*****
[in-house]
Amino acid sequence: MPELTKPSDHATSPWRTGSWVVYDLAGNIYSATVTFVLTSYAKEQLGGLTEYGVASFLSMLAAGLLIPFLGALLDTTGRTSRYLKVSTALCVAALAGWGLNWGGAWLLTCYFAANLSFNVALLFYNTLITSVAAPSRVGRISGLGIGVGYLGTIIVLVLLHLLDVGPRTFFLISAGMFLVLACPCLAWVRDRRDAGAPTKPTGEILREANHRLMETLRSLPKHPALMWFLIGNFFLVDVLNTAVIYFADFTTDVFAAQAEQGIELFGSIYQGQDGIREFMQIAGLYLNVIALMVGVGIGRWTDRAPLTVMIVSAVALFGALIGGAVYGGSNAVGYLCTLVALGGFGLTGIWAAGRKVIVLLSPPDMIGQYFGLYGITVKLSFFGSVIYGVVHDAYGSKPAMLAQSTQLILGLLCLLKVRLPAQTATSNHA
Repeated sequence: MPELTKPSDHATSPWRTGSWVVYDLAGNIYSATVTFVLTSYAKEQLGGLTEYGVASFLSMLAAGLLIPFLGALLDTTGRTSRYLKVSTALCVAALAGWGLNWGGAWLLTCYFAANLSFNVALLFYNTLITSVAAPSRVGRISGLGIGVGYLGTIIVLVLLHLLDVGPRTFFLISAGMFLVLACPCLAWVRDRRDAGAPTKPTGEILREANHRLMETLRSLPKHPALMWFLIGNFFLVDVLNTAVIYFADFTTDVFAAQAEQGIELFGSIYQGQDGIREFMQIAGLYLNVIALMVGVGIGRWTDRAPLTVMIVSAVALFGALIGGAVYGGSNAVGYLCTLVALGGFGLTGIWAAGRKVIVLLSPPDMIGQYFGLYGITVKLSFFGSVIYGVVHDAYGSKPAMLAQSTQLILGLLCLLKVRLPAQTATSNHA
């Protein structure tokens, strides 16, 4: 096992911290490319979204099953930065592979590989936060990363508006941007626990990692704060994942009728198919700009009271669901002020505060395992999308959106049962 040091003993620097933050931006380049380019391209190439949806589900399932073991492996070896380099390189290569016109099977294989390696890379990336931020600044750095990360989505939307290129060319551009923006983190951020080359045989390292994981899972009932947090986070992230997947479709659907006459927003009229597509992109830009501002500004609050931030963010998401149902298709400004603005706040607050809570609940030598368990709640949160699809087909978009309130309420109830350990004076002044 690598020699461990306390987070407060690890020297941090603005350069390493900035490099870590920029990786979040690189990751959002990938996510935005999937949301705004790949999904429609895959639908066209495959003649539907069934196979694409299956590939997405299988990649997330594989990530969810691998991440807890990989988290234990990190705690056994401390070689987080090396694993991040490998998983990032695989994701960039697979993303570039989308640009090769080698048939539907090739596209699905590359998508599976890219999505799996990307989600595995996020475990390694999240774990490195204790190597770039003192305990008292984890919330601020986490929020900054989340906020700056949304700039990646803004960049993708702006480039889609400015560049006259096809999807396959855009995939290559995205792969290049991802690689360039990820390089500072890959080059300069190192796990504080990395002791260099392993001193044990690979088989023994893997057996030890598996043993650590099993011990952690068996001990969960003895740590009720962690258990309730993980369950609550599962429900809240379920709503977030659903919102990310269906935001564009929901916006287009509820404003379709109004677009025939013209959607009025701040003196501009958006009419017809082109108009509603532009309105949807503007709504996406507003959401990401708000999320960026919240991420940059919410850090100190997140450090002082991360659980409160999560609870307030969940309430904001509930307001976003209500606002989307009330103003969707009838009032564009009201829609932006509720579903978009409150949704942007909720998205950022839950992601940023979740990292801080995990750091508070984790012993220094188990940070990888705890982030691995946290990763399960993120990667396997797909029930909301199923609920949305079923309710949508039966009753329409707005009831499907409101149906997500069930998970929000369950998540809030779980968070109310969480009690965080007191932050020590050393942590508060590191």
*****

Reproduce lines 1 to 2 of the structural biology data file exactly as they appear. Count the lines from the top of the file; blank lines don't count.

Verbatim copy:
[in-house]
Amino acid sequence: MPELTKPSDHATSPWRTGSWVVYDLAGNIYSATVTFVLTSYAKEQLGGLTEYGVASFLSMLAAGLLIPFLGALLDTTGRTSRYLKVSTALCVAALAGWGLNWGGAWLLTCYFAANLSFNVALLFYNTLITSVAAPSRVGRISGLGIGVGYLGTIIVLVLLHLLDVGPRTFFLISAGMFLVLACPCLAWVRDRRDAGAPTKPTGEILREANHRLMETLRSLPKHPALMWFLIGNFFLVDVLNTAVIYFADFTTDVFAAQAEQGIELFGSIYQGQDGIREFMQIAGLYLNVIALMVGVGIGRWTDRAPLTVMIVSAVALFGALIGGAVYGGSNAVGYLCTLVALGGFGLTGIWAAGRKVIVLLSPPDMIGQYFGLYGITVKLSFFGSVIYGVVHDAYGSKPAMLAQSTQLILGLLCLLKVRLPAQTATSNHA